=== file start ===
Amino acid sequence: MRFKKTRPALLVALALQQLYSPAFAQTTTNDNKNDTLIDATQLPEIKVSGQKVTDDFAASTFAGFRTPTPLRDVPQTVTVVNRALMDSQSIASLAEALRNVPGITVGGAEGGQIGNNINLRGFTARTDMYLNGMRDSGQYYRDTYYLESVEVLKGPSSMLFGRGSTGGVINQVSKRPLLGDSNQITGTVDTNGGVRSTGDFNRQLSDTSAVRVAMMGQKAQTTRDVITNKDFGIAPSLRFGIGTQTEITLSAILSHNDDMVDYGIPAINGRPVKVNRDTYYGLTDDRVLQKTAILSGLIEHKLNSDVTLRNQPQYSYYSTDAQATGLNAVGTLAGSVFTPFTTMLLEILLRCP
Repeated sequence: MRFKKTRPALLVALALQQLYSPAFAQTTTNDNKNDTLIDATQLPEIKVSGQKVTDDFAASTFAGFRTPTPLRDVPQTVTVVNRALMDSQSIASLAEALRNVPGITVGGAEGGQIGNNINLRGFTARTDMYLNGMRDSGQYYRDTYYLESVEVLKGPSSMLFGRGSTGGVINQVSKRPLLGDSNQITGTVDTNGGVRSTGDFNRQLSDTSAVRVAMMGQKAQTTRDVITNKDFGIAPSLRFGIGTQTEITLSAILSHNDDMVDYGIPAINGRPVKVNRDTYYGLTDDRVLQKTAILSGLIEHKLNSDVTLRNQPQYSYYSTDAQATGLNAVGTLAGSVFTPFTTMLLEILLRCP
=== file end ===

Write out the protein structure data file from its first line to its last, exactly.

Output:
Amino acid sequence: MRFKKTRPALLVALALQQLYSPAFAQTTTNDNKNDTLIDATQLPEIKVSGQKVTDDFAASTFAGFRTPTPLRDVPQTVTVVNRALMDSQSIASLAEALRNVPGITVGGAEGGQIGNNINLRGFTARTDMYLNGMRDSGQYYRDTYYLESVEVLKGPSSMLFGRGSTGGVINQVSKRPLLGDSNQITGTVDTNGGVRSTGDFNRQLSDTSAVRVAMMGQKAQTTRDVITNKDFGIAPSLRFGIGTQTEITLSAILSHNDDMVDYGIPAINGRPVKVNRDTYYGLTDDRVLQKTAILSGLIEHKLNSDVTLRNQPQYSYYSTDAQATGLNAVGTLAGSVFTPFTTMLLEILLRCP
Repeated sequence: MRFKKTRPALLVALALQQLYSPAFAQTTTNDNKNDTLIDATQLPEIKVSGQKVTDDFAASTFAGFRTPTPLRDVPQTVTVVNRALMDSQSIASLAEALRNVPGITVGGAEGGQIGNNINLRGFTARTDMYLNGMRDSGQYYRDTYYLESVEVLKGPSSMLFGRGSTGGVINQVSKRPLLGDSNQITGTVDTNGGVRSTGDFNRQLSDTSAVRVAMMGQKAQTTRDVITNKDFGIAPSLRFGIGTQTEITLSAILSHNDDMVDYGIPAINGRPVKVNRDTYYGLTDDRVLQKTAILSGLIEHKLNSDVTLRNQPQYSYYSTDAQATGLNAVGTLAGSVFTPFTTMLLEILLRCP